For someone who fancied herself a writer once, I am a little late jumping into the blogosphere. I had been hesitant to blog because I kept wondering if I will be able to write something new and fresh every day. Is my life interesting enough? Will anybody at all read my blog?
As the title of my blog says, I am a boricua living in Texas. Some of you may already be humming the song "Yo soy boricua, pa' que tú lo sepas" ("I am boricua, just so you know"). Others are probably wondering what the hell is a boricua.
Boricua (bor-ee-coo-ah) is another way of saying Puerto Rican. Back in pre-Columbian times, the island that eventually was named Puerto Rico was called Boriken by the native Taíno indians. From Boriken, the Spaniards came up with the work Borinquen, and from that evolved the term boricua. In the United States, this term is embraced as a sign of ethnic pride by Puerto Ricans who live here.
One of my favorites songs is called "Boricua en la luna", sung by Roy Brown and based on a poem by Juan Antonio Corretjer. In the last verse he proclaims "Yo sería borincano, aunque naciera en la luna". I would be Puerto Rican even if I was born in the Moon. To me it is very fitting. I am very much a Puerto Rican, there is no question about it. However, since I live in Texas I have been wondering a lot about what exactly constitutes the Puerto Rican identity, and even more about how to keep my daughters in touch with theirs. It is something that concerns me greatly.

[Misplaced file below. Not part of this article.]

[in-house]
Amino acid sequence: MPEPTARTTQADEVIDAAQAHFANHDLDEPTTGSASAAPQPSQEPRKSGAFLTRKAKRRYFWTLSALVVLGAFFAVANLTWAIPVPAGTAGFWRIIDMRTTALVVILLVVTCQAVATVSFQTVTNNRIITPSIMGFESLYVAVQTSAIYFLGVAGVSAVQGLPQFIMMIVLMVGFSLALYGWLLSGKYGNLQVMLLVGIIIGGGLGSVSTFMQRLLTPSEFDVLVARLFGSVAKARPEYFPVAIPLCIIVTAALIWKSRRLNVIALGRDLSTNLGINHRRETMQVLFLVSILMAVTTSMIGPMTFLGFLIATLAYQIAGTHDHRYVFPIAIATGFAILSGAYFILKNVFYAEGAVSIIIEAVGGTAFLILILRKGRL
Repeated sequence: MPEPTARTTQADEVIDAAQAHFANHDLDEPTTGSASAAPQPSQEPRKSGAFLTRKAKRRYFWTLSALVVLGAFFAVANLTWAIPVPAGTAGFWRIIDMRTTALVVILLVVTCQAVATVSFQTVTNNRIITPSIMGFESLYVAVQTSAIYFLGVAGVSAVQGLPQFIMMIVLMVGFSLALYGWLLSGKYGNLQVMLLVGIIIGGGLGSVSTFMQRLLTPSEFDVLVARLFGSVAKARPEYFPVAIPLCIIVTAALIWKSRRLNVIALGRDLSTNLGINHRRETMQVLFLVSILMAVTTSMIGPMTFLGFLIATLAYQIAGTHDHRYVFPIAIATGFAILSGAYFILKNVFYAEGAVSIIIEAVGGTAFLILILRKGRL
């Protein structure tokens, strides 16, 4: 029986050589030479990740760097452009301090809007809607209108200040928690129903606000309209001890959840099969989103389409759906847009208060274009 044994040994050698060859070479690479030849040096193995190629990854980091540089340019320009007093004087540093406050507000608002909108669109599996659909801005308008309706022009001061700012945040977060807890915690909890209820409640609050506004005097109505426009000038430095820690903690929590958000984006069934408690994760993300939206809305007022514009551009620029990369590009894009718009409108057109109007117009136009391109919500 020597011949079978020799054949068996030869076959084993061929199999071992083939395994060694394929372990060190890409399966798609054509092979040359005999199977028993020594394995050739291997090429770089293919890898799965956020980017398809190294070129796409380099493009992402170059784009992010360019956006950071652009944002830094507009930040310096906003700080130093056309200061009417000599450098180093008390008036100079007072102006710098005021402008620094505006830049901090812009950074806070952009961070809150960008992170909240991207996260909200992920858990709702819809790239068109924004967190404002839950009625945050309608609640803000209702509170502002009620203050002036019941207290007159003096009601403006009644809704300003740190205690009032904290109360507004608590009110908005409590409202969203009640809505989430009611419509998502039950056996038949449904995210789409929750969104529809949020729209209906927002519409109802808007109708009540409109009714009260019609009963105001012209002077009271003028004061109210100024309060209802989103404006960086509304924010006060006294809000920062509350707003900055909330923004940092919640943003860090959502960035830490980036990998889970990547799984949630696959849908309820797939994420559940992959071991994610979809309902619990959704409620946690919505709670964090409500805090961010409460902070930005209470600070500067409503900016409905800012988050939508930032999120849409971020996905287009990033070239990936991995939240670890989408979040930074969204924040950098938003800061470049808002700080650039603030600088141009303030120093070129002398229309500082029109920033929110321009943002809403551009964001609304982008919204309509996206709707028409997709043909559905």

Those who don't know much about Puerto Rico might be wondering why this is such a big deal for me. Puerto Ricans have always struggled with the definition of what constitutes their identity. Puerto Rico has never been an independent country; we went from being a colony of Spain to being a territory of the United States. There is no Puerto Rican citizenship, at least not in the legally recognized sense. Puerto Ricans are American citizens by birth. So our nationality is a cultural construct, not a political one.
Living on the island, it is easier to assert our identity. We tend to have a "us-them" mentality, seeing the US as a unified mass against which we define who we are. The Spanish language is a crucial part of the definition of who we are. We speak Spanish, and in some cases Spanglish. We pride ourselves in keeping Spanish as our main language after more than 100 years under the US. But when you live in the mainland, these variables don't quite work the same. You move to a big city like Houston, and you start to see how diverse this country really is; so your first wall comes down. Then you marry an American and have children who speak English (and a little bit of Spanish), and another wall comes down. How, then, do you define what is a Puerto Rican? How do you keep your heritage alive in future generations?